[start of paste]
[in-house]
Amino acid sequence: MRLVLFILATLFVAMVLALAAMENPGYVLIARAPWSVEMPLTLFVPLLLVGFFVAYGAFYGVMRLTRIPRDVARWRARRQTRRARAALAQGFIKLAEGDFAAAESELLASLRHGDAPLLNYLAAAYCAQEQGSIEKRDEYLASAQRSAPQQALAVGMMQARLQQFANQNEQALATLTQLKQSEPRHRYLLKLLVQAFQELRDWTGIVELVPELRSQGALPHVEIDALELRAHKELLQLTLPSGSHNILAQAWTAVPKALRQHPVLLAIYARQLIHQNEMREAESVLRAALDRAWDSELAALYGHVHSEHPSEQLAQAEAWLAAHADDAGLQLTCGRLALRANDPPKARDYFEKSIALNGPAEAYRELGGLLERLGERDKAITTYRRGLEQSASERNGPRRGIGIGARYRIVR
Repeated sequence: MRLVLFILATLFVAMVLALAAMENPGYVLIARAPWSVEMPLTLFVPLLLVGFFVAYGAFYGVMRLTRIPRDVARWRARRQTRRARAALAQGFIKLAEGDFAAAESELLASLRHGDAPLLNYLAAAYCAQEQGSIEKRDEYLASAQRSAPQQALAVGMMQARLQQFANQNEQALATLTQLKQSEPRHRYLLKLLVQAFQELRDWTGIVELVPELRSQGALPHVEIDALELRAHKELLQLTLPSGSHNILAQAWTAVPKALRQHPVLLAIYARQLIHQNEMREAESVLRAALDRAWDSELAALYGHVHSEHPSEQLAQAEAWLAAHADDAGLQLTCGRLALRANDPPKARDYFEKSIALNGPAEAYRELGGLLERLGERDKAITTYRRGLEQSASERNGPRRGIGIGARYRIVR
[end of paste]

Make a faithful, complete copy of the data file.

[in-house]
Amino acid sequence: MRLVLFILATLFVAMVLALAAMENPGYVLIARAPWSVEMPLTLFVPLLLVGFFVAYGAFYGVMRLTRIPRDVARWRARRQTRRARAALAQGFIKLAEGDFAAAESELLASLRHGDAPLLNYLAAAYCAQEQGSIEKRDEYLASAQRSAPQQALAVGMMQARLQQFANQNEQALATLTQLKQSEPRHRYLLKLLVQAFQELRDWTGIVELVPELRSQGALPHVEIDALELRAHKELLQLTLPSGSHNILAQAWTAVPKALRQHPVLLAIYARQLIHQNEMREAESVLRAALDRAWDSELAALYGHVHSEHPSEQLAQAEAWLAAHADDAGLQLTCGRLALRANDPPKARDYFEKSIALNGPAEAYRELGGLLERLGERDKAITTYRRGLEQSASERNGPRRGIGIGARYRIVR
Repeated sequence: MRLVLFILATLFVAMVLALAAMENPGYVLIARAPWSVEMPLTLFVPLLLVGFFVAYGAFYGVMRLTRIPRDVARWRARRQTRRARAALAQGFIKLAEGDFAAAESELLASLRHGDAPLLNYLAAAYCAQEQGSIEKRDEYLASAQRSAPQQALAVGMMQARLQQFANQNEQALATLTQLKQSEPRHRYLLKLLVQAFQELRDWTGIVELVPELRSQGALPHVEIDALELRAHKELLQLTLPSGSHNILAQAWTAVPKALRQHPVLLAIYARQLIHQNEMREAESVLRAALDRAWDSELAALYGHVHSEHPSEQLAQAEAWLAAHADDAGLQLTCGRLALRANDPPKARDYFEKSIALNGPAEAYRELGGLLERLGERDKAITTYRRGLEQSASERNGPRRGIGIGARYRIVR